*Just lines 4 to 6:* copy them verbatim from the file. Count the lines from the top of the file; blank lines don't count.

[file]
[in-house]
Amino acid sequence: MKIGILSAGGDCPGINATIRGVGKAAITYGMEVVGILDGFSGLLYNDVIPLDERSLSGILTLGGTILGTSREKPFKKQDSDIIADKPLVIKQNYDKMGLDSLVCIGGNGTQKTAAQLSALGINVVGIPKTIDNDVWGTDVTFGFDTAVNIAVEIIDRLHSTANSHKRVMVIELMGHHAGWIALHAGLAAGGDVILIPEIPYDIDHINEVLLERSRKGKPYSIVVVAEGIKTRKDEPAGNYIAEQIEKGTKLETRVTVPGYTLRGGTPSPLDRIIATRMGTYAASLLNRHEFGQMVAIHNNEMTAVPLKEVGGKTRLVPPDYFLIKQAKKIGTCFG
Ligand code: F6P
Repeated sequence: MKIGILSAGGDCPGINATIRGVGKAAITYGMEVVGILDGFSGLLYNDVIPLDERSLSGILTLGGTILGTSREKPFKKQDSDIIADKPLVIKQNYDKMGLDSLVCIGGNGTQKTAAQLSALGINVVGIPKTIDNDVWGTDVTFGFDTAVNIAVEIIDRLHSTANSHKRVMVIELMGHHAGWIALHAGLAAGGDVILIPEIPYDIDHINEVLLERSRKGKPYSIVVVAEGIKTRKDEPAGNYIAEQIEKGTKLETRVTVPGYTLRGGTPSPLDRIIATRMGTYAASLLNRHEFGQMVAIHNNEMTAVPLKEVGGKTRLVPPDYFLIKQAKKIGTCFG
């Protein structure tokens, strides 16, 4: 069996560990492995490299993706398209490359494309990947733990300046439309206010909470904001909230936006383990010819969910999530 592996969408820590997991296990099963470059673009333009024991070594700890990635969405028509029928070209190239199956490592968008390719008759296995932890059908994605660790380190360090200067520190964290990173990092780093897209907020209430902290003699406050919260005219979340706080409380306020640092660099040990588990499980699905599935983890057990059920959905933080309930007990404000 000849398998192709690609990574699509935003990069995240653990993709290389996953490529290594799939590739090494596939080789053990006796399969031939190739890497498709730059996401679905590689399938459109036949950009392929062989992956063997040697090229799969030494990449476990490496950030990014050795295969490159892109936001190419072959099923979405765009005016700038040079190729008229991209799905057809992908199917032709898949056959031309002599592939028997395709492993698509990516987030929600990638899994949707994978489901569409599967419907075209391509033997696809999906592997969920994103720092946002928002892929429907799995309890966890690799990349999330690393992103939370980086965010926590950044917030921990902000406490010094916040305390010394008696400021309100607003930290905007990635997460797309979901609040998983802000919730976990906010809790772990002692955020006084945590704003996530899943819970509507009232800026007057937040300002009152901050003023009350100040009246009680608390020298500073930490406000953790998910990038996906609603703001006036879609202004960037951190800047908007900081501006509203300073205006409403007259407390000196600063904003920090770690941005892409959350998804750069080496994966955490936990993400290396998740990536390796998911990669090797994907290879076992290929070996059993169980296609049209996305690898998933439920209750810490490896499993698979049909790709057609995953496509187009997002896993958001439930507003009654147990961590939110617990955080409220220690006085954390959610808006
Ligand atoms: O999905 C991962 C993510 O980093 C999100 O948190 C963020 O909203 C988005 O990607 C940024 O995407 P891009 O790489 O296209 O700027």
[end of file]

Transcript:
Repeated sequence: MKIGILSAGGDCPGINATIRGVGKAAITYGMEVVGILDGFSGLLYNDVIPLDERSLSGILTLGGTILGTSREKPFKKQDSDIIADKPLVIKQNYDKMGLDSLVCIGGNGTQKTAAQLSALGINVVGIPKTIDNDVWGTDVTFGFDTAVNIAVEIIDRLHSTANSHKRVMVIELMGHHAGWIALHAGLAAGGDVILIPEIPYDIDHINEVLLERSRKGKPYSIVVVAEGIKTRKDEPAGNYIAEQIEKGTKLETRVTVPGYTLRGGTPSPLDRIIATRMGTYAASLLNRHEFGQMVAIHNNEMTAVPLKEVGGKTRLVPPDYFLIKQAKKIGTCFG
């Protein structure tokens, strides 16, 4: 069996560990492995490299993706398209490359494309990947733990300046439309206010909470904001909230936006383990010819969910999530 592996969408820590997991296990099963470059673009333009024991070594700890990635969405028509029928070209190239199956490592968008390719008759296995932890059908994605660790380190360090200067520190964290990173990092780093897209907020209430902290003699406050919260005219979340706080409380306020640092660099040990588990499980699905599935983890057990059920959905933080309930007990404000 000849398998192709690609990574699509935003990069995240653990993709290389996953490529290594799939590739090494596939080789053990006796399969031939190739890497498709730059996401679905590689399938459109036949950009392929062989992956063997040697090229799969030494990449476990490496950030990014050795295969490159892109936001190419072959099923979405765009005016700038040079190729008229991209799905057809992908199917032709898949056959031309002599592939028997395709492993698509990516987030929600990638899994949707994978489901569409599967419907075209391509033997696809999906592997969920994103720092946002928002892929429907799995309890966890690799990349999330690393992103939370980086965010926590950044917030921990902000406490010094916040305390010394008696400021309100607003930290905007990635997460797309979901609040998983802000919730976990906010809790772990002692955020006084945590704003996530899943819970509507009232800026007057937040300002009152901050003023009350100040009246009680608390020298500073930490406000953790998910990038996906609603703001006036879609202004960037951190800047908007900081501006509203300073205006409403007259407390000196600063904003920090770690941005892409959350998804750069080496994966955490936990993400290396998740990536390796998911990669090797994907290879076992290929070996059993169980296609049209996305690898998933439920209750810490490896499993698979049909790709057609995953496509187009997002896993958001439930507003009654147990961590939110617990955080409220220690006085954390959610808006
Ligand atoms: O999905 C991962 C993510 O980093 C999100 O948190 C963020 O909203 C988005 O990607 C940024 O995407 P891009 O790489 O296209 O700027």